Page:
The Riverside Company hires 40 people per year–mainly at junior level

The Riverside Company has been one of my favorite firms ever since I interviewed a co-founder for a profile in The Private Equity Analyst newsletter over a decade ago. That the firm invites me to its annual media breakfast has further endeared them to me. We reporters appreciate free food.

I recently caught up with the director of global talent management at The Riverside Company, Adam Miller. We talked about the firm’s hiring plans, training opportunities, and what kind of employees tend to fit in there.

Below are highlights:

The Big Picture: Lower-middle-market buyout specialist The Riverside Company is one of the most prolific deal-makers in the industry, buying companies in business services, consumer products, education, healthcare, software/IT, and specialty manufacturing and distribution. It offers nine investment fund families, including four introduced just within the last four years. It employs some 200 people in 16 offices across four continents.

Hiring Plans: Every year the firm hires approximately 40 people, 15 of them investment professionals, primarily at the junior level. The Riverside Company hires analysts right out of college, as well as associates from investment bank analyst programs. Unlike other private equity firms, said Miller, The Riverside Company does not require associates to interrupt their careers to get an MBA. Someone who starts as an analyst can work their way up to partner, bypassing a scholarly detour.

Landing a Job: The Riverside Company participates in job fairs, recruits on campuses, and posts to job boards at universities such as Oberlin College (which its co-founders attended), Columbia University, Cornell University, Brown University, University of Michigan, Duke University, the Wharton School. The firm also works with a variety of executive recruitment firms to cull talent from investment bank analyst programs and from other organizations.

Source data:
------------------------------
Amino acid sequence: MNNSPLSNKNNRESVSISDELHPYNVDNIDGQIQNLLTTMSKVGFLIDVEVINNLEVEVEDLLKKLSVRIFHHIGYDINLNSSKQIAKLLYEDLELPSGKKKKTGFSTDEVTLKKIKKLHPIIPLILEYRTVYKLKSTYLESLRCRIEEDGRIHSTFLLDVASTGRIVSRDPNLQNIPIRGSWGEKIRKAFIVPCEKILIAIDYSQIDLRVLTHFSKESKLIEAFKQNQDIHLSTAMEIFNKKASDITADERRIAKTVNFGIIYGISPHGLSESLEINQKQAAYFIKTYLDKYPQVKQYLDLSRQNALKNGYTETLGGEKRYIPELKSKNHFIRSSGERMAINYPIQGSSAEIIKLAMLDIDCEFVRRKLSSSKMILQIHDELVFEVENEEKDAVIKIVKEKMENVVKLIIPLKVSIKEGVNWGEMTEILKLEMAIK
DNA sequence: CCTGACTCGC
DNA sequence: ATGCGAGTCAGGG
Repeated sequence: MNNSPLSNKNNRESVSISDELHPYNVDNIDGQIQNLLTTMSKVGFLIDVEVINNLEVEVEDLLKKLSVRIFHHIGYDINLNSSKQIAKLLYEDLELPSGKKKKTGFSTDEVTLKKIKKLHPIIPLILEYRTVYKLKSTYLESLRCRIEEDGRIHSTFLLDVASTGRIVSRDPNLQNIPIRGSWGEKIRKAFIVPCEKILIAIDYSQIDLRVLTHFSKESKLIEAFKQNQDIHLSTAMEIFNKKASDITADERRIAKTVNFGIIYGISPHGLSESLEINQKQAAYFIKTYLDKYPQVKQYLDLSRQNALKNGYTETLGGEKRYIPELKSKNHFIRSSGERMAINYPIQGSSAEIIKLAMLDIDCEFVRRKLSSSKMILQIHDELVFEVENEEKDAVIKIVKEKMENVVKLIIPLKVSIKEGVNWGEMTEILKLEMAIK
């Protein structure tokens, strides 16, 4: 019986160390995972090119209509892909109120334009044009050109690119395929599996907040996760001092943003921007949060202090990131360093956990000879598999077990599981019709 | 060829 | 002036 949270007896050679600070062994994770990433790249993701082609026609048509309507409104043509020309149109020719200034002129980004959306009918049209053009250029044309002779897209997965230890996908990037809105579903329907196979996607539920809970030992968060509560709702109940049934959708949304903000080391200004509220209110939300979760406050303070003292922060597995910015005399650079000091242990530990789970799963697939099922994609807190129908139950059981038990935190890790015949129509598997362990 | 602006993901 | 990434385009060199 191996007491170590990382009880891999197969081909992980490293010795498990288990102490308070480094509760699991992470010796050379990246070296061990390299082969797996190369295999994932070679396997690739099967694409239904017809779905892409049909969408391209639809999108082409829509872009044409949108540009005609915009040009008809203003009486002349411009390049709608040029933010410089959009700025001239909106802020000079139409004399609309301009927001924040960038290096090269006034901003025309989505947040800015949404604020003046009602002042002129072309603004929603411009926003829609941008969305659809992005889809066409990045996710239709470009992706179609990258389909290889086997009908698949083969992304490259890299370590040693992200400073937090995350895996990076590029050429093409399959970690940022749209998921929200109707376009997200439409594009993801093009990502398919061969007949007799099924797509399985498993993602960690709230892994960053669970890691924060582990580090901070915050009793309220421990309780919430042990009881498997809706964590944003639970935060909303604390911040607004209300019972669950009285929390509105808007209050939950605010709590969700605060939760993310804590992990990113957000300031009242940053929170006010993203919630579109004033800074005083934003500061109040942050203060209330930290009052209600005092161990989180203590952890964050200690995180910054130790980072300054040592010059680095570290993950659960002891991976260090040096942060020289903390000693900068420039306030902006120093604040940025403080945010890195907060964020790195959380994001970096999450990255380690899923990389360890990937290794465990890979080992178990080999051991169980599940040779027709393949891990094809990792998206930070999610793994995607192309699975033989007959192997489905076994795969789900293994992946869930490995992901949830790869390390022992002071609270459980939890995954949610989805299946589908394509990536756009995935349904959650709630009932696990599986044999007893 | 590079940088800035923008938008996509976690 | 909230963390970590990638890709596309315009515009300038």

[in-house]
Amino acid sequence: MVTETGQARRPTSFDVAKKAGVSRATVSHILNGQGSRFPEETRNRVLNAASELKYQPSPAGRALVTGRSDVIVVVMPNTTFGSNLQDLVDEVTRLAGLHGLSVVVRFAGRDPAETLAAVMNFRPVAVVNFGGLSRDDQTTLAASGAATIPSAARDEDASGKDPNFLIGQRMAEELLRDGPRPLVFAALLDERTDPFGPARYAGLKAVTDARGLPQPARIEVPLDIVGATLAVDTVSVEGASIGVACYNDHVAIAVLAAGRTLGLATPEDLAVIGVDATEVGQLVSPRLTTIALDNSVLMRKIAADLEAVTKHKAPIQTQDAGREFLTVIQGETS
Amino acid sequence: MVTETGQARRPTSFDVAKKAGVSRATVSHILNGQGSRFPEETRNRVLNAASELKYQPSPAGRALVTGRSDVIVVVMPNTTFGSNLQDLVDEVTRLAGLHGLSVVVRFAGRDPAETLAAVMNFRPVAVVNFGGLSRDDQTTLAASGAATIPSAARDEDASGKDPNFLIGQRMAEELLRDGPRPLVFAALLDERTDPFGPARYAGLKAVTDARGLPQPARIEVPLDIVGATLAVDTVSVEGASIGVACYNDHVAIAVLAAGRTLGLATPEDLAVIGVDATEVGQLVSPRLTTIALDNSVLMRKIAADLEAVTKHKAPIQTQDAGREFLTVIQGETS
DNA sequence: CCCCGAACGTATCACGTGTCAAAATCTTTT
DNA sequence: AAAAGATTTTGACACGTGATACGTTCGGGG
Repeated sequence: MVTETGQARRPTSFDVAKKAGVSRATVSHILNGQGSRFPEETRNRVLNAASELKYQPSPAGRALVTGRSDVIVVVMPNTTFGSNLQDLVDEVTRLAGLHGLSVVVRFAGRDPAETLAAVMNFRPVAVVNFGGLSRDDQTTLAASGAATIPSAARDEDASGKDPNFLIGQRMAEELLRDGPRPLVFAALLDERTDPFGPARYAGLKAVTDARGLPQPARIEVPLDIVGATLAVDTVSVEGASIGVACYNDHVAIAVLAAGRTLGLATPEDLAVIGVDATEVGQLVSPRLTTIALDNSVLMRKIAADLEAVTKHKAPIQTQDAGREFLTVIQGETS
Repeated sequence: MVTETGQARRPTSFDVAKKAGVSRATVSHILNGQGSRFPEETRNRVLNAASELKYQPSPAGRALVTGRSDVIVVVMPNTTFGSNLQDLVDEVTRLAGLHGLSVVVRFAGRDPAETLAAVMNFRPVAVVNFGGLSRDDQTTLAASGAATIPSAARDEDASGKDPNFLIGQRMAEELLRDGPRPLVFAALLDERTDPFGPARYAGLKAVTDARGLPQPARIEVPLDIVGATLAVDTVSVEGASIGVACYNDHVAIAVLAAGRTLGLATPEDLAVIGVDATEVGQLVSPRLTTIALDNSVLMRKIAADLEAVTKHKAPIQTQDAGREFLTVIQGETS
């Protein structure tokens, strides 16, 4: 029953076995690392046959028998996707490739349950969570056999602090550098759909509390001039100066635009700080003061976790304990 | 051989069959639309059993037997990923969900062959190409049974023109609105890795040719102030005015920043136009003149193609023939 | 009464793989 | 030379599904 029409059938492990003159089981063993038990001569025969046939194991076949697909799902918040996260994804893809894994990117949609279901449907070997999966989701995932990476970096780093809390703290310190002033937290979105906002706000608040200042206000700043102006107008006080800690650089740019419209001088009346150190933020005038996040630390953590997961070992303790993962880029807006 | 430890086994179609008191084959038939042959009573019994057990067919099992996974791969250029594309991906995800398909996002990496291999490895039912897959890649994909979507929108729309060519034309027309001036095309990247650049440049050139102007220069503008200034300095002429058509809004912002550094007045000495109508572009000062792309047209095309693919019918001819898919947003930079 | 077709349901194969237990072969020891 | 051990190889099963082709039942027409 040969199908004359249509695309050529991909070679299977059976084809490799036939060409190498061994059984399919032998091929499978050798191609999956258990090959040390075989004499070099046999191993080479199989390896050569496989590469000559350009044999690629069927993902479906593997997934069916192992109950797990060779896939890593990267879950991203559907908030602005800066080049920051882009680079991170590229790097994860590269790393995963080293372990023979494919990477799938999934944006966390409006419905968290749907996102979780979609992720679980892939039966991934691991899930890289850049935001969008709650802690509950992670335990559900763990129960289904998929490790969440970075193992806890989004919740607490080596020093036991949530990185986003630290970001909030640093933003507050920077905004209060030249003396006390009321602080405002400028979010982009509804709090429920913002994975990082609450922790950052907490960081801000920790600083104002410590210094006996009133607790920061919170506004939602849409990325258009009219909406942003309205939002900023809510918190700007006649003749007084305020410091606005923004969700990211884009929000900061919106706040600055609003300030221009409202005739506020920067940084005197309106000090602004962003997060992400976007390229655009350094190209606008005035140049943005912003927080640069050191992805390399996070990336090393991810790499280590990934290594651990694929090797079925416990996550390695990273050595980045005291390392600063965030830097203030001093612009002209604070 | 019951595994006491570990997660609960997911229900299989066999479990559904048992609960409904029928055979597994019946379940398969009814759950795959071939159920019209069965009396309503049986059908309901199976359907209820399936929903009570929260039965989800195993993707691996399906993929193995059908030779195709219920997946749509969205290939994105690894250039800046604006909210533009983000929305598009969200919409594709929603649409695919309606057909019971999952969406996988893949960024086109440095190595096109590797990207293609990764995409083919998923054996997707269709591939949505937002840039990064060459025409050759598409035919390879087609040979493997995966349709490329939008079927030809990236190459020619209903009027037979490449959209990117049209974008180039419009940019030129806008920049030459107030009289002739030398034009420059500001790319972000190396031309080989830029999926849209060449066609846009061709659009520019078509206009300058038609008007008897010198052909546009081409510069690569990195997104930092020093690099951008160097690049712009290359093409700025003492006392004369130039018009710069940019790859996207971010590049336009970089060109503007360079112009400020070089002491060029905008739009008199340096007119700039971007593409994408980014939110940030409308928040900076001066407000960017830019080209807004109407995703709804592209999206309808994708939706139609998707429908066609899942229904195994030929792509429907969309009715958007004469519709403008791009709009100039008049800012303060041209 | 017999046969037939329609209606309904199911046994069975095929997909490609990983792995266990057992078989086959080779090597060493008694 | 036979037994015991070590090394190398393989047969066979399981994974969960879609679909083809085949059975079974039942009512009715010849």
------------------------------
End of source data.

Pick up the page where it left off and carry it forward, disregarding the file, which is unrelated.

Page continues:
Training Offered: Analysts receive training, coaching and mentorship from senior associates. At the Riverside University, both senior investment professionals and outside instructors run boot camps and seminars for employees. The firm partners with the Center for Creative Leadership to offer training in management and communications. “We’re willing to invest in our people at all costs in order to keep them here,” said Miller.

Work-Life Balance: The Riverside Company gives its employees latitude depending on performance and on a case by case basis. Employees can work from home, said Miller, and parents can work flexible hours to spend more time with their children. Employees can move laterally among departments, rather than getting locked into immovable career tracks. Not everyone has to become a partner or leave. “If you’re a high-functioning performer the firm will move mountains for you,” said Miller. “Nothing’s off the table.”

Who Fits In: “If you peaked behind the curtain at Riverside you would instantly see it’s not an elitist firm,” said Miller. “There are no massive egos here. There are good people here doing good things. It’s kinder, more compassionate” than at other firms.

Compensation: Carried interest is “spread deeply” throughout the organization, including back-office professionals, said Miller.

Dress Code: No formal dress code. But folks generally dress business casual.

Diversity: The firm has a formal diversity and inclusion committee, comprised of executives across its fund families. The focus is recruitment, retention and development. The firm late last month hosted a breakfast designed to woo female banking analysts. “We know that different people from different walks of life make us a better firm,” said Miller.

 

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